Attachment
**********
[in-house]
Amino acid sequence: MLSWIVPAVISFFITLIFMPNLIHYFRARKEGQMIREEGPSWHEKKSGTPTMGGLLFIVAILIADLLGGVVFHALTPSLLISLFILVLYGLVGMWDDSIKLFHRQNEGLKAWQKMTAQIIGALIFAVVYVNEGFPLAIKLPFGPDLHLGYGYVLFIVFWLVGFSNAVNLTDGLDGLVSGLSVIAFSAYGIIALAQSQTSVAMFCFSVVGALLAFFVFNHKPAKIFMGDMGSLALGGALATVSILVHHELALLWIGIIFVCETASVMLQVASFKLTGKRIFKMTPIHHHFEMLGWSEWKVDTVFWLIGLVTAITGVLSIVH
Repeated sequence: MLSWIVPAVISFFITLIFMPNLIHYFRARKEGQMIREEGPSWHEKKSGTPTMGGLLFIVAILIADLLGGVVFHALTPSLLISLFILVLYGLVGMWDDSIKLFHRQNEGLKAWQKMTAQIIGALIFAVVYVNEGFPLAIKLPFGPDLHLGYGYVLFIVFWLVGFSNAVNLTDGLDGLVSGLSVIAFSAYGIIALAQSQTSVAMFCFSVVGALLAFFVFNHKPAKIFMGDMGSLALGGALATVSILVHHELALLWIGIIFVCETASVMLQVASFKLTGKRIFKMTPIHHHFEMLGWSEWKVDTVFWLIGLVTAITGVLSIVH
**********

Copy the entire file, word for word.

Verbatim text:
[in-house]
Amino acid sequence: MLSWIVPAVISFFITLIFMPNLIHYFRARKEGQMIREEGPSWHEKKSGTPTMGGLLFIVAILIADLLGGVVFHALTPSLLISLFILVLYGLVGMWDDSIKLFHRQNEGLKAWQKMTAQIIGALIFAVVYVNEGFPLAIKLPFGPDLHLGYGYVLFIVFWLVGFSNAVNLTDGLDGLVSGLSVIAFSAYGIIALAQSQTSVAMFCFSVVGALLAFFVFNHKPAKIFMGDMGSLALGGALATVSILVHHELALLWIGIIFVCETASVMLQVASFKLTGKRIFKMTPIHHHFEMLGWSEWKVDTVFWLIGLVTAITGVLSIVH
Repeated sequence: MLSWIVPAVISFFITLIFMPNLIHYFRARKEGQMIREEGPSWHEKKSGTPTMGGLLFIVAILIADLLGGVVFHALTPSLLISLFILVLYGLVGMWDDSIKLFHRQNEGLKAWQKMTAQIIGALIFAVVYVNEGFPLAIKLPFGPDLHLGYGYVLFIVFWLVGFSNAVNLTDGLDGLVSGLSVIAFSAYGIIALAQSQTSVAMFCFSVVGALLAFFVFNHKPAKIFMGDMGSLALGGALATVSILVHHELALLWIGIIFVCETASVMLQVASFKLTGKRIFKMTPIHHHFEMLGWSEWKVDTVFWLIGLVTAITGVLSIVH